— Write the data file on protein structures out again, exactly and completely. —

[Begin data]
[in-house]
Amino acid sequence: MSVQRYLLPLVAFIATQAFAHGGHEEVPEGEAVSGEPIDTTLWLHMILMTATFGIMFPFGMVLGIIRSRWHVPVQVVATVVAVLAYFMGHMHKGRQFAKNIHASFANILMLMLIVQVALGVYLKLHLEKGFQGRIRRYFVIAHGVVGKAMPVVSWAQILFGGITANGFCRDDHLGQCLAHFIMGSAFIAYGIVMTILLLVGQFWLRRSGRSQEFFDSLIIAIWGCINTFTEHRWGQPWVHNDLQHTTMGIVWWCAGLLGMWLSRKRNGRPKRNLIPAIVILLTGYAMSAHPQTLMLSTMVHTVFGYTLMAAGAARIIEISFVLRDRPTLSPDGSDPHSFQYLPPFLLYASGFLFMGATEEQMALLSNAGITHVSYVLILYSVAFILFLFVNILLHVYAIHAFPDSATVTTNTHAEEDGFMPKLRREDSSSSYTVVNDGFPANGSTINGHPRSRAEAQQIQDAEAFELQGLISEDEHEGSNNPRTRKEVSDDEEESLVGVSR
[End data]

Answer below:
[in-house]
Amino acid sequence: MSVQRYLLPLVAFIATQAFAHGGHEEVPEGEAVSGEPIDTTLWLHMILMTATFGIMFPFGMVLGIIRSRWHVPVQVVATVVAVLAYFMGHMHKGRQFAKNIHASFANILMLMLIVQVALGVYLKLHLEKGFQGRIRRYFVIAHGVVGKAMPVVSWAQILFGGITANGFCRDDHLGQCLAHFIMGSAFIAYGIVMTILLLVGQFWLRRSGRSQEFFDSLIIAIWGCINTFTEHRWGQPWVHNDLQHTTMGIVWWCAGLLGMWLSRKRNGRPKRNLIPAIVILLTGYAMSAHPQTLMLSTMVHTVFGYTLMAAGAARIIEISFVLRDRPTLSPDGSDPHSFQYLPPFLLYASGFLFMGATEEQMALLSNAGITHVSYVLILYSVAFILFLFVNILLHVYAIHAFPDSATVTTNTHAEEDGFMPKLRREDSSSSYTVVNDGFPANGSTINGHPRSRAEAQQIQDAEAFELQGLISEDEHEGSNNPRTRKEVSDDEEESLVGVSR